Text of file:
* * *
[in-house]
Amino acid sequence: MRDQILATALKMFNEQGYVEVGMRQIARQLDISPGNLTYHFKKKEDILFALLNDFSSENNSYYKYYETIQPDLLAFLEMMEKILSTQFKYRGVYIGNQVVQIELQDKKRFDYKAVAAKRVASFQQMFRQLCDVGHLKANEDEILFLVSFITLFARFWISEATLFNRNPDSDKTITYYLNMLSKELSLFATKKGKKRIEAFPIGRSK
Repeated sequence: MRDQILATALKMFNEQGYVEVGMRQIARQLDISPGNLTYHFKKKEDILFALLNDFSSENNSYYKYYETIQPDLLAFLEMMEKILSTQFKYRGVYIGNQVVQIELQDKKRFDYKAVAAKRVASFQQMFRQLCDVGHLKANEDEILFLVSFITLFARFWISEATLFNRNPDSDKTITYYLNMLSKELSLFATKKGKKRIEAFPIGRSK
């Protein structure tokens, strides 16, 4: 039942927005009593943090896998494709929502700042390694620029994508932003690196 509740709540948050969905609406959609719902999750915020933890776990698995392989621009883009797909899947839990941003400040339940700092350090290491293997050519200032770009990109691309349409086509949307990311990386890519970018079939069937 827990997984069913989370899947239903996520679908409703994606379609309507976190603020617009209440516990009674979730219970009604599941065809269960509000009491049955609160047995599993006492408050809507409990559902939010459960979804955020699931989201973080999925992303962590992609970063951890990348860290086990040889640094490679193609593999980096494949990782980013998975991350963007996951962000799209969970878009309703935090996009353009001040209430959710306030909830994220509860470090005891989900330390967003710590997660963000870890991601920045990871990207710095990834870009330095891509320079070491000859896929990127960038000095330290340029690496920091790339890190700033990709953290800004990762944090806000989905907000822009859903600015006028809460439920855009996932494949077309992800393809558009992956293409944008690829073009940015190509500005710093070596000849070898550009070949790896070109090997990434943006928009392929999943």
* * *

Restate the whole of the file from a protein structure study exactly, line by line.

[in-house]
Amino acid sequence: MRDQILATALKMFNEQGYVEVGMRQIARQLDISPGNLTYHFKKKEDILFALLNDFSSENNSYYKYYETIQPDLLAFLEMMEKILSTQFKYRGVYIGNQVVQIELQDKKRFDYKAVAAKRVASFQQMFRQLCDVGHLKANEDEILFLVSFITLFARFWISEATLFNRNPDSDKTITYYLNMLSKELSLFATKKGKKRIEAFPIGRSK
Repeated sequence: MRDQILATALKMFNEQGYVEVGMRQIARQLDISPGNLTYHFKKKEDILFALLNDFSSENNSYYKYYETIQPDLLAFLEMMEKILSTQFKYRGVYIGNQVVQIELQDKKRFDYKAVAAKRVASFQQMFRQLCDVGHLKANEDEILFLVSFITLFARFWISEATLFNRNPDSDKTITYYLNMLSKELSLFATKKGKKRIEAFPIGRSK
């Protein structure tokens, strides 16, 4: 039942927005009593943090896998494709929502700042390694620029994508932003690196 509740709540948050969905609406959609719902999750915020933890776990698995392989621009883009797909899947839990941003400040339940700092350090290491293997050519200032770009990109691309349409086509949307990311990386890519970018079939069937 827990997984069913989370899947239903996520679908409703994606379609309507976190603020617009209440516990009674979730219970009604599941065809269960509000009491049955609160047995599993006492408050809507409990559902939010459960979804955020699931989201973080999925992303962590992609970063951890990348860290086990040889640094490679193609593999980096494949990782980013998975991350963007996951962000799209969970878009309703935090996009353009001040209430959710306030909830994220509860470090005891989900330390967003710590997660963000870890991601920045990871990207710095990834870009330095891509320079070491000859896929990127960038000095330290340029690496920091790339890190700033990709953290800004990762944090806000989905907000822009859903600015006028809460439920855009996932494949077309992800393809558009992956293409944008690829073009940015190509500005710093070596000849070898550009070949790896070109090997990434943006928009392929999943």